• EATING/TABLE MANNERS:  Eats a good quantity, but eats rapidly.  Aware of good table manners, but may find it hard to put it into practice.  Also at family meal times, an eight-year-old tends to interrupt and argue and talk a lot.
  • SLEEPING:  Sleeps usually between 8 PM and wakes up between 7 and 7:30. (In Waldorf, an eight-year-old is typically in second grade with a bedtime of 7:45).  Ten hours of sleep is average.
  • HEALTH:  May see increase in hay fever, allergies, asthma at this age, and also ear infections and complaints involving the eye (watch out for eye fatigue and strain!)
  • VISION is a big deal at this age, the child may not be able to figure out visually where they are in space, they are more distracted by things in the peripheral visual field,  which can lead to the next section:
  • ACCIDENT PRONE – accidents are the MAIN cause of death at this age.
  • TENSIONAL OUTLETS – less tensional outlets than at six and seven noted.
  • SEXUAL  INTEREST: May be interest in sex play, sex jokes, babies, where babies come from and how they get out, what the father’s role is in sex.  Girls tend to ask more questions than boys.  Girls may be ready to be told about menstruation according to page 46 of this book.
  • PLAY:  In general, does not like to play alone.  Cooking, dramatizing, fixing things around the house, creating magic shows and other shows are enjoyed.  Dolls can still be prized by girls.  Boys may like models, electric trains, etc.  Paper dolls are also good for classifying, arranging, etc. Collections and collecting are strong at this age for both boys and girls.

That is a traditional viewpoint; we will look at an anthroposophic view next post!

Peace,

Carrie

The Twelve Senses

I am going to try and synthesize a few things for you all that I recently learned from Donna Simmons at the Waldorf At Home conference held in Atlanta,  a presentation by Daena Ross for Waldorf In the Home (available through Rahima Baldwin Dancy’s on-line store in CD and DVD versions) and Barbara Dewey’s section on the twelve senses in her book “Beyond the Rainbow Bridge”. 

I am by no means an expert on the twelve senses, although I will say the twelve senses make a whole lot of sense to me due to my background as a neonatal/pediatric physical therapist.

Steiner postulated in his lectures that there were not only the five most obvious senses that we think of, but actually twelve senses that required development.  This has been proved in the medical community, although sometimes in medical literature and therapy literature you see reference to “systems” rather than “senses” although they are truly talking about the same thing!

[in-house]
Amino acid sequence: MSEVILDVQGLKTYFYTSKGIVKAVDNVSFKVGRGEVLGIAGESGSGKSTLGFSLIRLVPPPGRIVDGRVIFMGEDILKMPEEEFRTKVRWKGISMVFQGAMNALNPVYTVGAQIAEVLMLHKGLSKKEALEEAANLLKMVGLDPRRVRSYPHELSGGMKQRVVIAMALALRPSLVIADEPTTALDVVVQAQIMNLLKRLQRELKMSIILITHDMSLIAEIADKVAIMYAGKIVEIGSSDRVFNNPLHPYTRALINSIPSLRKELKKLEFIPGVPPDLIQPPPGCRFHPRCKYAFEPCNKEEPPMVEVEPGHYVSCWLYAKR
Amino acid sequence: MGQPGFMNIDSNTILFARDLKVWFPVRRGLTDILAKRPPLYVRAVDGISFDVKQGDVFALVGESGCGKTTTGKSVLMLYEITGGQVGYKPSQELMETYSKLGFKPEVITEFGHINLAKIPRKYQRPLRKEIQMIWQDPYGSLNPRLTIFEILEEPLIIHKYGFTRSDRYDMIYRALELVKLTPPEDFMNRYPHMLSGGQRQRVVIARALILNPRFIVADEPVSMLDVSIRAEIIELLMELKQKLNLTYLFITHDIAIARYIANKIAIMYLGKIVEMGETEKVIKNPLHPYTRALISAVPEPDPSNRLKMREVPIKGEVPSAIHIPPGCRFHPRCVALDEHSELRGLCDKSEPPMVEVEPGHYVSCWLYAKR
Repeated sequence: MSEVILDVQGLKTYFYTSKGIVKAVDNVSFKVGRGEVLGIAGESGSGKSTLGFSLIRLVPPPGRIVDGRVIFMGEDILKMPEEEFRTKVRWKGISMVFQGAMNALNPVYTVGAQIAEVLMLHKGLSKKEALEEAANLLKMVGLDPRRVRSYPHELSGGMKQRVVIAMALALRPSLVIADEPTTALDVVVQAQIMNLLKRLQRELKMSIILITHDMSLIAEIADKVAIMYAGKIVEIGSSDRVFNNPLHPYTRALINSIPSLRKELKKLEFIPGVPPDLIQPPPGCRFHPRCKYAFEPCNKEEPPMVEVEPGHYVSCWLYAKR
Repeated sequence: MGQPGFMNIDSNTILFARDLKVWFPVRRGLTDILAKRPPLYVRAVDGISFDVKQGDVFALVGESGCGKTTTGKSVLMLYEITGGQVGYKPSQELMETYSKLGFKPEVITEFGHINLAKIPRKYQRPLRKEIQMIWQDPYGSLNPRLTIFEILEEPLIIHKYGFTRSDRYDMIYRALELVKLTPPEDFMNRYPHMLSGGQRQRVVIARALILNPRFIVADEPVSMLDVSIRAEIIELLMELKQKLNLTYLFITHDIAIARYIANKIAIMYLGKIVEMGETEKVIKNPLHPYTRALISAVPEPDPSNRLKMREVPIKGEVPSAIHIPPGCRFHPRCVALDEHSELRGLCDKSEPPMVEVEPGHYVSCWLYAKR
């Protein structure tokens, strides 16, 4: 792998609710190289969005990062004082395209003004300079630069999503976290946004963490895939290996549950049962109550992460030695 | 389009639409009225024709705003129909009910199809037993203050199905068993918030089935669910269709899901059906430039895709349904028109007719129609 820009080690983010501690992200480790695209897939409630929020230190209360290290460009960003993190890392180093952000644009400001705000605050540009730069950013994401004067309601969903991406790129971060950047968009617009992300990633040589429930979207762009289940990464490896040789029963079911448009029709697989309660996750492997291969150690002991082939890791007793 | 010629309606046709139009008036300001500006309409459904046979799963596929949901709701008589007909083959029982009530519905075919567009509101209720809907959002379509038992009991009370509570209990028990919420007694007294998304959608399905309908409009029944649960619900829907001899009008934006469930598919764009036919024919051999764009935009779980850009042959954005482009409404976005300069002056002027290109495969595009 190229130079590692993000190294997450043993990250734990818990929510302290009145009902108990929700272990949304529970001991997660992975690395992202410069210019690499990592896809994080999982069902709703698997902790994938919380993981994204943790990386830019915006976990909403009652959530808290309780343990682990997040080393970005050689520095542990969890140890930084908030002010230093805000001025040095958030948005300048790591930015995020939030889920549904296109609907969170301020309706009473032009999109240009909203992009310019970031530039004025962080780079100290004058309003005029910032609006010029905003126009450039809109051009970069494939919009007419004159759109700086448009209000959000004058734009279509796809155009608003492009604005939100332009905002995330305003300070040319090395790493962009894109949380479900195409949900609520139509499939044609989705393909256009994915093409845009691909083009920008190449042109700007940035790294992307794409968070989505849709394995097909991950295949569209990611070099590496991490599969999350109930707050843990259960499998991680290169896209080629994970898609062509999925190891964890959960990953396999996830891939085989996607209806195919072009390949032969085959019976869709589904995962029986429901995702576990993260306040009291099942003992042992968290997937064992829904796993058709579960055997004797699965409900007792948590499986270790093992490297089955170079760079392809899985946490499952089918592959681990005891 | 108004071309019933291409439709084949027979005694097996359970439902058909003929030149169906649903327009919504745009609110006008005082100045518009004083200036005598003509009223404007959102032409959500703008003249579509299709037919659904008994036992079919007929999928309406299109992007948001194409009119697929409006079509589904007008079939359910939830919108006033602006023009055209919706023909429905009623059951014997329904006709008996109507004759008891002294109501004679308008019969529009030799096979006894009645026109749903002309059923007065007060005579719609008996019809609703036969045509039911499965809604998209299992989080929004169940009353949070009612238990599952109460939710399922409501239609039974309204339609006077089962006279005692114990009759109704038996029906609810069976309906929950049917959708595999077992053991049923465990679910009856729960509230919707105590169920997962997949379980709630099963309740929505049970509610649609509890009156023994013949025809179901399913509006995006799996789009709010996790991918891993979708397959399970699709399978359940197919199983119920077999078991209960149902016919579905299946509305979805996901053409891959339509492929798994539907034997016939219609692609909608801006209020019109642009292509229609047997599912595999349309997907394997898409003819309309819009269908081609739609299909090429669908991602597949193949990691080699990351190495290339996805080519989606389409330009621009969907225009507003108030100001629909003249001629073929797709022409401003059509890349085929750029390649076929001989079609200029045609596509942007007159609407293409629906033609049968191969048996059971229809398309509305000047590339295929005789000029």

The twelve senses are what unites the inner and outer world of the individual and what allows us healthy interaction with other people at the highest developed levels.  It takes a long time for these senses to be developed, but the foundational senses needed to develop some of the upper senses are most developed in the first seven years.  There we are, back to my soapbox about the first seven years!

The Lower Senses are seen in our will forces, they are unconscious, and they manifest in the metabolic-limbic system.  These include:

The Sense of Touch – through the organ of the skin.  This includes what is inside of me and what is outside of me.  Important ways to boost this foundational sense include vaginal birth, swaddling, holding, positive tactile experiences (NOT PASSIVE experiences, like through media or Baby Einstein! Active experiences!)  The lack of completion of this  sense is strongly related to ADHD according to Daena Ross. 

The Sense of Life or sometimes called The Sense of Well-Being – this encompasses such things as if you can tell if you are tired, thirsty, hungry.  The best way to boost this sense is to provide your children with a rhythm to help support this while it is developing.  Some children have great difficulty recognizing their own hunger or thirst cues, their own need for rest or sleep. A rhythm can be a great therapeutic help in this regard.

The Sense of Self-Movement – this is probably more familiar to therapists in some ways as the “proprioceptive system” in some ways.  This sense encompasses the ability to move and hold back movement, and can also encompass such sensory experiences as containment (which can be a form of massage for premature babies) and also swaddling.  Childhood games that involve starting, stopping can also affect this sense.